History and imagination : reenactments for elementary social studies
- Morris, Ronald V.
- Lanham : Rowman & Littlefield Education, c2012.
- Physical description
- viii, 157 p. : map ; 24 cm.
LB1584 .M78 2012
- Unknown LB1584 .M78 2012
- Includes bibliographical references.
- Machine generated contents note: Chapter 1. Historical Reenactment for Children
- Chapter 2. How Teachers Can Conduct Historical Reenactments in Their Own Schools
- Chapter 3. Contrasting the French with the British in North America: Establishing Community within a Fifth Grade Historical Reenactment
- Chapter 4. Pioneer Diversity and Dissenters Day
- Chapter 5. Community Celebrations and History Participation
- Chapter 6. Learning from a Community Festival or Reenactment
- Chapter 7. Historical Reenactment at a Living History Site
- Chapter 8. Extra-Curricular Social Studies at the Conner Prairie Interpretive Park
- Chapter 9. Huddleston Farmhouse 1860 Victorian Life Day Camp
- Chapter 10. Integrating Music and Social Studies in an Extra-Curricular Activity: The Voyageur Ancient Fife and Drum Corps
- Chapter 11. Conclusions
- About the Author.
- "In History and Imagination, elementary school social studies teachers will learn how to help their students break down the walls of their schools, more personally engage with history, and define democratic citizenship. By collaborating together in meaningful investigations into the past and reenacting history, students will become experts who interpret their findings, teach their peers, and relate their experiences to those of older students, neighbors, parents, and grandparents. The byproduct of this collaborative, intergenerational learning is that schools become community learning centers, just like museums and libraries, where families can go together in order to find out more about the topics that interest them. There is an incredible value in the shared and lived experiences of reenacting the past, of meeting people from different places and times: an authority and reality that textbooks cannot rival. By engaging elementary social studies students in living history, whether in the classroom, after school, or in partnership with local historical institutions, teachers are guaranteed to impress upon the students a special, desired understanding of place and time"-- Provided by publisher.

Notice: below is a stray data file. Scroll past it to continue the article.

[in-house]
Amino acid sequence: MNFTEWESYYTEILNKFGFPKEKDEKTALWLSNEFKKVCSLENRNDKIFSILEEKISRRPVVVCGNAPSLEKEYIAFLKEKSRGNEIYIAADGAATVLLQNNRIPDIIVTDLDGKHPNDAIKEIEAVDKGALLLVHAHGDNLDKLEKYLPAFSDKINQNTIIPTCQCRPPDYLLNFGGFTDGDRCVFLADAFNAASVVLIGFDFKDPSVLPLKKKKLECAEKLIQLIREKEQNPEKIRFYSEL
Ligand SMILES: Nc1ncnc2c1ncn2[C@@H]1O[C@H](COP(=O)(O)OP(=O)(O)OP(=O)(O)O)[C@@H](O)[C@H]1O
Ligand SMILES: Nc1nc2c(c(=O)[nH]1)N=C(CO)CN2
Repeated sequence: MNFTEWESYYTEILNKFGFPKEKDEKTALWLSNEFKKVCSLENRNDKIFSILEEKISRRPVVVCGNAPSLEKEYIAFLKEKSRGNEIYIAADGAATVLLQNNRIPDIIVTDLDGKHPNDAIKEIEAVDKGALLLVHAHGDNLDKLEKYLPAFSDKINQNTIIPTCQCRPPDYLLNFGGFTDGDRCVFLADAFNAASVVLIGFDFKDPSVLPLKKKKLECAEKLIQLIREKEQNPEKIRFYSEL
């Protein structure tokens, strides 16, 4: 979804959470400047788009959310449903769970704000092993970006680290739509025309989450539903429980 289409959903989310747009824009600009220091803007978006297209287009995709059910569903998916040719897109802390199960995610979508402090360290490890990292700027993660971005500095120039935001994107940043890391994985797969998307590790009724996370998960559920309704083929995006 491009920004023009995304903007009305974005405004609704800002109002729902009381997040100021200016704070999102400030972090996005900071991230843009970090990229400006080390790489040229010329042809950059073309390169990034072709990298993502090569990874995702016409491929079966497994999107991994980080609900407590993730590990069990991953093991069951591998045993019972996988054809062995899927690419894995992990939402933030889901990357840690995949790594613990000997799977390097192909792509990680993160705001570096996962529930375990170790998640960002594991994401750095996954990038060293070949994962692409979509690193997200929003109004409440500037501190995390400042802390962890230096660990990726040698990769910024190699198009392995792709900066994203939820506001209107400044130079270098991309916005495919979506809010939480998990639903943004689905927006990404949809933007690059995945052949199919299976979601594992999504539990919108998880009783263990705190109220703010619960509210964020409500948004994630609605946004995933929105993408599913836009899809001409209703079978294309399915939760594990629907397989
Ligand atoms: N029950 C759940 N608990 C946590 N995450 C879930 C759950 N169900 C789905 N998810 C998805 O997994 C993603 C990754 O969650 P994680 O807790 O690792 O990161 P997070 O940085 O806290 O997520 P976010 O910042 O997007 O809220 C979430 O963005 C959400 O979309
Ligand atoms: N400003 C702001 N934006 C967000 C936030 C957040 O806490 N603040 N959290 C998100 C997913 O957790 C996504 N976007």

- Supplemental links
- Cover image
- Publication date
- Ronald Vaughan Morris.